Most people new to a leadership role feel an enormous responsibility to get everything right, to know everything, and to have all the answers. We can assure you that you will not get everything right, nor will you have all the answers, and if you act like you do, you’ll quickly lose the respect of your team. A lot of this comes down to having a basic sense of security in your role. Think back to when you were an individual contributor; you could smell insecurity a mile away. Try to appreciate inquiry: when someone questions a decision or statement you made, remember that this person is usually just trying to better understand you. If you encourage inquiry, you’re much more likely to get the kind of constructive criticism that will make you a better leader of a better team. Finding people who will give you good constructive criticism is incredibly difficult, and it’s even more difficult to get this kind of criticism from people who “work for you.” Think about the big picture of what you’re trying to accomplish as a team, and accept feedback and criticism openly; avoid the urge to be territorial.
The last part of losing the ego is a simple one, but many engineers would rather be boiled in oil than do it: apologize when you make a mistake. And we don’t mean you should just sprinkle “I’m sorry” throughout your conversation like salt on popcorn—you need to sincerely mean it. You are absolutely going to make mistakes, and whether or not you admit it, your team is going to know you’ve made a mistake. Your team members will know regardless of whether they talk to you (and one thing is guaranteed: they will talk about it with one another). Apologizing doesn’t cost money. People have enormous respect for leaders who apologize when they screw up, and contrary to popular belief, apologizing doesn’t make you vulnerable. In fact, you’ll usually gain respect from people when you apologize, because apologizing tells people that you are level headed, good at assessing situations, and—coming back to humility, respect, and trust—humble.
As an engineer, you’ve likely developed an excellent sense of skepticism and cynicism, but this can be a liability when you’re trying to lead a team. This is not to say that you should be naively optimistic at every turn, but you would do well to be less vocally skeptical while still letting your team know you’re aware of the intricacies and obstacles involved in your work. Mediating your reactions and maintaining your calm is more important as you lead more people, because your team will (both unconsciously and consciously) look to you for clues on how to act and react to whatever is going on around you.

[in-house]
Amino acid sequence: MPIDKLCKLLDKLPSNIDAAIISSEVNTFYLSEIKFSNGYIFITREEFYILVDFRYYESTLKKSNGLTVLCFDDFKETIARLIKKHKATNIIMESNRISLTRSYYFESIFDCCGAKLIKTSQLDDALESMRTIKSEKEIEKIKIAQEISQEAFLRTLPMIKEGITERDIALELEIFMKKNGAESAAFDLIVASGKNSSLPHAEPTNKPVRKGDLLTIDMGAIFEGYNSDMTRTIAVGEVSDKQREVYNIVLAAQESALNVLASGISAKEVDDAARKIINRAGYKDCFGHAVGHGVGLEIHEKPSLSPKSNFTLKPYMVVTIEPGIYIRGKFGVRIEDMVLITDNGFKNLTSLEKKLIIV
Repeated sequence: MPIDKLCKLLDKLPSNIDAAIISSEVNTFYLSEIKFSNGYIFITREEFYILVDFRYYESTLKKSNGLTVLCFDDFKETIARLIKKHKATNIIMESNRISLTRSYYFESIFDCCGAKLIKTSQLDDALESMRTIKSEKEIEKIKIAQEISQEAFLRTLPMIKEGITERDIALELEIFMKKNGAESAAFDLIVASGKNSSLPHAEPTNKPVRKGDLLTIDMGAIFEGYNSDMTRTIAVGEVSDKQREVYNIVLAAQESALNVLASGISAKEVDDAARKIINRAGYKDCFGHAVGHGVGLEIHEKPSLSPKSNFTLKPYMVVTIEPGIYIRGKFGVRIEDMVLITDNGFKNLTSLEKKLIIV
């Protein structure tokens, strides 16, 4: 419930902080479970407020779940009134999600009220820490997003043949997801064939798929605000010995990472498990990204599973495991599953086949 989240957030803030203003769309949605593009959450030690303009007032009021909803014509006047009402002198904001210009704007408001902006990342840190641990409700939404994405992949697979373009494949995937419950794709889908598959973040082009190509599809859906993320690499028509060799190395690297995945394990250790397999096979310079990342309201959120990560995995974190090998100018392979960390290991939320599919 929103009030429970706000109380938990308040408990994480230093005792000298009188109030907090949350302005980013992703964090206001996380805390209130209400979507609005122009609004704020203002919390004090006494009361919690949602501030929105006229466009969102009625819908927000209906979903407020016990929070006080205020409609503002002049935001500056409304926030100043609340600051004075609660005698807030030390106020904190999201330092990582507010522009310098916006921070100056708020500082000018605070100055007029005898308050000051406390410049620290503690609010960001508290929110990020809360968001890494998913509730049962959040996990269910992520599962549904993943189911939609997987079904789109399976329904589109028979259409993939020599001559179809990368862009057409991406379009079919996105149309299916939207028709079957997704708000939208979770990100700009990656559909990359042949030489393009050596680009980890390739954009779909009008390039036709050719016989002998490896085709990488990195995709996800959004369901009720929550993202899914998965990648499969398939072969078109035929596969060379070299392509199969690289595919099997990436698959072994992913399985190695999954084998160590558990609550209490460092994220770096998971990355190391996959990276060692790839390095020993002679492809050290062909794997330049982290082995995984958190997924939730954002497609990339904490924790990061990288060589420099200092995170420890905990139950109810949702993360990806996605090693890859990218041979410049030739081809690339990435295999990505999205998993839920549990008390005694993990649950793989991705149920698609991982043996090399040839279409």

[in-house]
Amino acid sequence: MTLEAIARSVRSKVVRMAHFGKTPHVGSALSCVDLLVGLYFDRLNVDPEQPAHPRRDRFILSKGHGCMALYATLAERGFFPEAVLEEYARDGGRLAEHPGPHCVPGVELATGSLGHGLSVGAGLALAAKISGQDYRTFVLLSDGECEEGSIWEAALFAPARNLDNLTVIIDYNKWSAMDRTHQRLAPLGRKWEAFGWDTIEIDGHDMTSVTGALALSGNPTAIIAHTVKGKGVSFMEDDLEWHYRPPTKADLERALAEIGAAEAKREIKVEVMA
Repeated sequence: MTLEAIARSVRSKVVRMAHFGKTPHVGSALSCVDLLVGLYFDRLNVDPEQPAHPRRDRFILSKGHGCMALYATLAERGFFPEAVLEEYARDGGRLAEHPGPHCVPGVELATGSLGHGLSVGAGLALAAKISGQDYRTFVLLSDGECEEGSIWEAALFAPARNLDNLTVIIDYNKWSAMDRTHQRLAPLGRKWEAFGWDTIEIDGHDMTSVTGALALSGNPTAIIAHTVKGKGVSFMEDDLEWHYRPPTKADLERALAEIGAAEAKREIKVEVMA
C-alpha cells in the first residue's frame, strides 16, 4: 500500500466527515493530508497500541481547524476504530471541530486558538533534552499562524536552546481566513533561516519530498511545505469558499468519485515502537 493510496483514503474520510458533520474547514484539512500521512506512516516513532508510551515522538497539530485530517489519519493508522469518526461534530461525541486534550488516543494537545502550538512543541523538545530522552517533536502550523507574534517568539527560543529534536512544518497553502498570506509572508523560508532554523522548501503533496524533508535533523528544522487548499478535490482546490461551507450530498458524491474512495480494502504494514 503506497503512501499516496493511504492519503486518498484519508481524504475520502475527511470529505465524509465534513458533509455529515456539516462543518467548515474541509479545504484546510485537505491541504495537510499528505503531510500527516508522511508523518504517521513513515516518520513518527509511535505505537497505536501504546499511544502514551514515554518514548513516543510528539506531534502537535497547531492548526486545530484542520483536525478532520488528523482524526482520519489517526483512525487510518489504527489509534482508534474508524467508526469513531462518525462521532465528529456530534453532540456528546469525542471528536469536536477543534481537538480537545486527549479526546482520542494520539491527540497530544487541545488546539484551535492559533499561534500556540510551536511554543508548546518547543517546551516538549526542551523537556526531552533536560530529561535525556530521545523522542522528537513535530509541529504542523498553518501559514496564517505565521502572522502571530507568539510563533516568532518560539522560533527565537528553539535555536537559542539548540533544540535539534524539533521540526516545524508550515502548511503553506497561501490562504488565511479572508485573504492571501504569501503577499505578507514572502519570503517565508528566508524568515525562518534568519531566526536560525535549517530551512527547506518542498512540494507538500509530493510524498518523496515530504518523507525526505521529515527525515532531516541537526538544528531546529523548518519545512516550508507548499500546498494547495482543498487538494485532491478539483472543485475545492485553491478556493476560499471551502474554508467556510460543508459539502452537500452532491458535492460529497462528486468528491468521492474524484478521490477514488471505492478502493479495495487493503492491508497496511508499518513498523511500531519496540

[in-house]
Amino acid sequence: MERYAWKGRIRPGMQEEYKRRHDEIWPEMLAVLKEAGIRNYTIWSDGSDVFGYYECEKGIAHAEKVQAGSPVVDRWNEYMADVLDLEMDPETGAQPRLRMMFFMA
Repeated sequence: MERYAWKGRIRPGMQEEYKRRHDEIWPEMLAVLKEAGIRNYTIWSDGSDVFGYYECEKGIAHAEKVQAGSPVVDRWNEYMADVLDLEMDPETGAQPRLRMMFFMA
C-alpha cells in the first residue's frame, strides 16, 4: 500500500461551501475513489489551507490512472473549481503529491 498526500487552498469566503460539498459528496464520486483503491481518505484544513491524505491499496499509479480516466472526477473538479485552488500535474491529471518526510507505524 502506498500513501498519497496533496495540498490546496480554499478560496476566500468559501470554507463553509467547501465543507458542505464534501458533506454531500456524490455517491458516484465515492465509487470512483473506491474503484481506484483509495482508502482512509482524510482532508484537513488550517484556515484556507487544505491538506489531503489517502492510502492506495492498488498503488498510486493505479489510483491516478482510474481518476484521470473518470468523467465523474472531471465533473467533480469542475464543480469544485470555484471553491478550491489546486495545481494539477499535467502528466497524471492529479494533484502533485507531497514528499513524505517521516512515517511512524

A simple way to visualize this effect is to see your company’s organization chart as a chain of gears, with the individual contributor as a tiny gear with just a few teeth all the way at one end, and each successive manager above them as another gear, ending with the CEO as the largest gear with many hundreds of teeth. This means that every time that individual’s “manager gear” (with maybe a few dozen teeth) makes a single revolution, the “individual’s gear” makes two or three revolutions. And the CEO can make a small movement and send the hapless employee, at the end of a chain of six or seven gears, spinning wildly! The farther you move up the chain, the faster you can set the gears below you spinning, whether or not you intend to.
Another way of thinking about this is the maxim that the leader is always on stage. This means that if you’re in an overt leadership position, you are always being watched: not just when you run a meeting or give a talk, but even when you’re just sitting at your desk answering emails. Your peers are watching you for subtle clues in your body language, your reactions to small talk, and your signals as you eat lunch. Do they read confidence or fear? As a leader, your job is to inspire, but inspiration is a 24/7 job. Your visible attitude about absolutely everything—no matter how trivial—is unconsciously noticed and spreads infectiously to your team.
One of the early managers at Google, Bill Coughran, a VP of engineering, had truly mastered the ability to maintain calm at all times. No matter what blew up, no matter what crazy thing happened, no matter how big the firestorm, Bill would never panic. Most of the time he’d place one arm across his chest, rest his chin in his hand, and ask questions about the problem, usually to a completely panicked engineer. This had the effect of calming them and helping them to focus on solving the problem instead of running around like a chicken with its head cut off. Some of us used to joke that if someone came in and told Bill that 19 of the company’s offices had been attacked by space aliens, Bill’s response would be, “Any idea why they didn’t make it an even 20?”
This brings us to another Zen management trick: asking questions. When a team member asks you for advice, it’s usually pretty exciting because you’re finally getting the chance to fix something. That’s exactly what you did for years before moving into a leadership position, so you usually go leaping into solution mode, but that is the last place you should be. The person asking for advice typically doesn’t want you to solve their problem, but rather to help them solve it, and the easiest way to do this is to ask this person questions. This isn’t to say that you should replace yourself with a Magic 8 Ball, which would be maddening and unhelpful. Instead, you can apply some humility, respect, and trust and try to help the person solve the problem on their own by trying to refine and explore the problem. This will usually lead the employee to the answer,6 and it will be that person’s answer, which leads back to the ownership and responsibility we went over earlier in this chapter. Whether or not you have the answer, using this technique will almost always leave the employee with the impression that you did. Tricky, eh? Socrates would be proud of you.